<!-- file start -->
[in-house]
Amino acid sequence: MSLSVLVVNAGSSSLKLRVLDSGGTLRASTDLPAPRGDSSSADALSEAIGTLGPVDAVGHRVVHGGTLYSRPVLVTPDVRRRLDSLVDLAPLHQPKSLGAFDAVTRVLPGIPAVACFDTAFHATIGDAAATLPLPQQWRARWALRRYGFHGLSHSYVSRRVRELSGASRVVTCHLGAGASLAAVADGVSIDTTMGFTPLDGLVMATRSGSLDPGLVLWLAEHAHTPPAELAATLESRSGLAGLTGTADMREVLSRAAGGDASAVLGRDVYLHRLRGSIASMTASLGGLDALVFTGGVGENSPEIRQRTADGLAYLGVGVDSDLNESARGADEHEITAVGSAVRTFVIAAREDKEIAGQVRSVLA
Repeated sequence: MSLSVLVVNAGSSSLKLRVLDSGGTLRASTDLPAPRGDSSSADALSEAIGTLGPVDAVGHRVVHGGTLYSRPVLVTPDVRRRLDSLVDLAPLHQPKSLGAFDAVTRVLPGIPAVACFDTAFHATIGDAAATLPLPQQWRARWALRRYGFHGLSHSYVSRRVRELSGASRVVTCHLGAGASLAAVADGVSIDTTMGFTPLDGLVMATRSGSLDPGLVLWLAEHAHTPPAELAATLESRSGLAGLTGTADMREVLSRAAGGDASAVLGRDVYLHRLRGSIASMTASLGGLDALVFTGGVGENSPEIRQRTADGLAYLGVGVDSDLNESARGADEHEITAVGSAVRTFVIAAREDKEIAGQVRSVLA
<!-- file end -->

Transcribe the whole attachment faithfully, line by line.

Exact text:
[in-house]
Amino acid sequence: MSLSVLVVNAGSSSLKLRVLDSGGTLRASTDLPAPRGDSSSADALSEAIGTLGPVDAVGHRVVHGGTLYSRPVLVTPDVRRRLDSLVDLAPLHQPKSLGAFDAVTRVLPGIPAVACFDTAFHATIGDAAATLPLPQQWRARWALRRYGFHGLSHSYVSRRVRELSGASRVVTCHLGAGASLAAVADGVSIDTTMGFTPLDGLVMATRSGSLDPGLVLWLAEHAHTPPAELAATLESRSGLAGLTGTADMREVLSRAAGGDASAVLGRDVYLHRLRGSIASMTASLGGLDALVFTGGVGENSPEIRQRTADGLAYLGVGVDSDLNESARGADEHEITAVGSAVRTFVIAAREDKEIAGQVRSVLA
Repeated sequence: MSLSVLVVNAGSSSLKLRVLDSGGTLRASTDLPAPRGDSSSADALSEAIGTLGPVDAVGHRVVHGGTLYSRPVLVTPDVRRRLDSLVDLAPLHQPKSLGAFDAVTRVLPGIPAVACFDTAFHATIGDAAATLPLPQQWRARWALRRYGFHGLSHSYVSRRVRELSGASRVVTCHLGAGASLAAVADGVSIDTTMGFTPLDGLVMATRSGSLDPGLVLWLAEHAHTPPAELAATLESRSGLAGLTGTADMREVLSRAAGGDASAVLGRDVYLHRLRGSIASMTASLGGLDALVFTGGVGENSPEIRQRTADGLAYLGVGVDSDLNESARGADEHEITAVGSAVRTFVIAAREDKEIAGQVRSVLA